Overall, marriages are a team effort. At this brief I had for the spouses of deployed service members, they joked about common arguments that couples have their first few weeks of being together again after deployment. It's called the "Who Had It Worse" argument. You want to know who had it worse? We did, because when we had it hard, no one listened, we were just expected to deal with it because this is what we "got ourselves into." Officers' wives club and enlisted wives' club drama aside, military wives stick together in times of need because no one else will listen to our bitching. And the bitching that our husbands do while deployed (yes, men do have PMS too) usually are heard by us at home. So it's not that we don't appreciate what our hunka men are doing over there, we just need to be able to bitch about it sometimes because war is terrible, but a sick baby screaming bloody murder can be just as stressful. And since our men can't tell us what's happening over there, our world is all we know and, frankly, all we care about at the moment.
So when a military spouse complains or vents to you, regardless of where their service member is at, listen. You just may be what saves her husband from a kick in the balls… Consider that your contribution to our country, and you can take pride in that.
Andrea knows who she married. Sometimes the military just gets in between them.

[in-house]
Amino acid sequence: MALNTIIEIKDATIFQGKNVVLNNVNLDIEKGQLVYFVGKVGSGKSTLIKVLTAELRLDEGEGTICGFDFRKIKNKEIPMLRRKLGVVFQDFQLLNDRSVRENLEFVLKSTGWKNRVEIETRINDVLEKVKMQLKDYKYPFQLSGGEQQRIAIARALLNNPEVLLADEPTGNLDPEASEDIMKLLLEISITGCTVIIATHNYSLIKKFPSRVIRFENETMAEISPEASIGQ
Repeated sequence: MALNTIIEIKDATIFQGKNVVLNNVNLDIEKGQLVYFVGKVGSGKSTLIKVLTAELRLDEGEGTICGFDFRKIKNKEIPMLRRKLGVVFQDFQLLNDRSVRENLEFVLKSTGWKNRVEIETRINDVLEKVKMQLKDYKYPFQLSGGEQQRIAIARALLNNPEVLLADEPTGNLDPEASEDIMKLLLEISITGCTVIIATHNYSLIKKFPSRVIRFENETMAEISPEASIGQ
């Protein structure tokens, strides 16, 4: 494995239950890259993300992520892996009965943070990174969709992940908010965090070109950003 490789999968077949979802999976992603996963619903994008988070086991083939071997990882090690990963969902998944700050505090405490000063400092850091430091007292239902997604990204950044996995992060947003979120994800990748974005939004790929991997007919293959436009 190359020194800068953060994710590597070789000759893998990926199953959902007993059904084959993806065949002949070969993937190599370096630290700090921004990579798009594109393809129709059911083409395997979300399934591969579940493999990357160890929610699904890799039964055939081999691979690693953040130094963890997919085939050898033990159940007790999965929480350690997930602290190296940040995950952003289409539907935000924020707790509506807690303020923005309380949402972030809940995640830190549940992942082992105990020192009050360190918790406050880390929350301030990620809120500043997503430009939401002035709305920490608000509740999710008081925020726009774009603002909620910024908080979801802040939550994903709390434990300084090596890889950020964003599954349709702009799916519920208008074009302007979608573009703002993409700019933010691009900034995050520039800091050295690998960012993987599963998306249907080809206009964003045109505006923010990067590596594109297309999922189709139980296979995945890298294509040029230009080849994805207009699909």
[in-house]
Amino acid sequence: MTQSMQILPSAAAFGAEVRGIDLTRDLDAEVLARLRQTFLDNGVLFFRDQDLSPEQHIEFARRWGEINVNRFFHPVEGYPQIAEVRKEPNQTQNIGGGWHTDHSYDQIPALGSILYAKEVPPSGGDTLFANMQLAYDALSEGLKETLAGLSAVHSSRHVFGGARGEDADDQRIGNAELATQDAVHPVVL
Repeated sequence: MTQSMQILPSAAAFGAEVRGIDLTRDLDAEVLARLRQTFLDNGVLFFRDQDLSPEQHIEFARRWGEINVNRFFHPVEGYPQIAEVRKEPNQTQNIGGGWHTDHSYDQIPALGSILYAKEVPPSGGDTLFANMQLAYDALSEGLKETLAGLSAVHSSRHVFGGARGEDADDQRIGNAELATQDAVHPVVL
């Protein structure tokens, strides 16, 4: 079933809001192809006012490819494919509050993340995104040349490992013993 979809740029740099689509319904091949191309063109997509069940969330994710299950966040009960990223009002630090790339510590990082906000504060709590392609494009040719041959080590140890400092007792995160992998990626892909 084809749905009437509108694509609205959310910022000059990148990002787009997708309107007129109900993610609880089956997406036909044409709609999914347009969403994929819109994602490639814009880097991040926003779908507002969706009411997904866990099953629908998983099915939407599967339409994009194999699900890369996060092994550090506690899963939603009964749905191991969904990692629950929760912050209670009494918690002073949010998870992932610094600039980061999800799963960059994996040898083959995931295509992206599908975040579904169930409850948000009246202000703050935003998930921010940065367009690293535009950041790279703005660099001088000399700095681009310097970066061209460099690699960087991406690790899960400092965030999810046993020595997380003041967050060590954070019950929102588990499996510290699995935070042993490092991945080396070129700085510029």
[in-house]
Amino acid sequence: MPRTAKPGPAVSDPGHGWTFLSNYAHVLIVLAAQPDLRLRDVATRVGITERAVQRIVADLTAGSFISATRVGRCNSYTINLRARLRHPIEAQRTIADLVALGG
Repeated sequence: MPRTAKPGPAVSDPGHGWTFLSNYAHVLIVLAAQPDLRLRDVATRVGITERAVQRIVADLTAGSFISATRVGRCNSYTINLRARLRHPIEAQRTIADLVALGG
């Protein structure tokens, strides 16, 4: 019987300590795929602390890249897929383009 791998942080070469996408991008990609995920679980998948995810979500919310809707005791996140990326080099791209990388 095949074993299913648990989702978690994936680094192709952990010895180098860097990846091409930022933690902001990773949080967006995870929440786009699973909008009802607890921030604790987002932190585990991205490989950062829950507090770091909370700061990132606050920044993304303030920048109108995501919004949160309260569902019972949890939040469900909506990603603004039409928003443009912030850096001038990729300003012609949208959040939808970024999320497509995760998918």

i don't know if i could handle that
i have a hard enough time getting out of bed in the morning
Posted by: turtle | December 20, 2006 11:08 AM
Well... I think that it never really helps to compare individual suffering. Please don't kick your husband in the balls after a deployment. My unsolicited recommendation is that you set aside any consideration of who had it worse and just focus on returning to life as you want it to be. Also, you have to focus on certain things while you're deployed and knowing the entire time that a kick in the balls is coming would detract a lot from that. Even if it's something your husband volunteered for (thus perhaps screwing your family from your perspective), it's better to deal effectively with the reality of things there than to add additional stressors to the situation.
I don't know why you would have hoped that punishments for people having sex in Iraq would be worse than they are. The military really annoys me with its ineffective attempts to fight human nature. This isn't a Catholic prep school, it's a warfighting organization composed of adults. It would be better for them to deal with the consequences of the behavior than to punish people for acting as people inevitably will in situations the military puts people in. In any war in U.S. history soldiers have found ways to have sex and drink liquor. Possibly noteworthy is that the best and most elite warfighters, i.e. SF, Navy Seals, etc, are also the worst "offenders" in this regard
Posted by: Kory | December 20, 2006 7:04 PM
Amen sister! ...And Kory needs to get a sense of humor...
Posted by: Letitia | December 20, 2006 9:30 PM
On the "military changes its mind" topic: My dad was blind in one eye and was allowed to enlist during WWII with the caveat that he couldn't be sent overseas. We still have that letter, in his scrapbook, right next to his orders to the Philippines.
Posted by: Pat | December 21, 2006 2:25 AM
Well said! As a wife of a CPT deploying (for the second time) in April out of Ft. Lewis, thank you for understanding!
Posted by: Heather | January 26, 2007 10:06 AM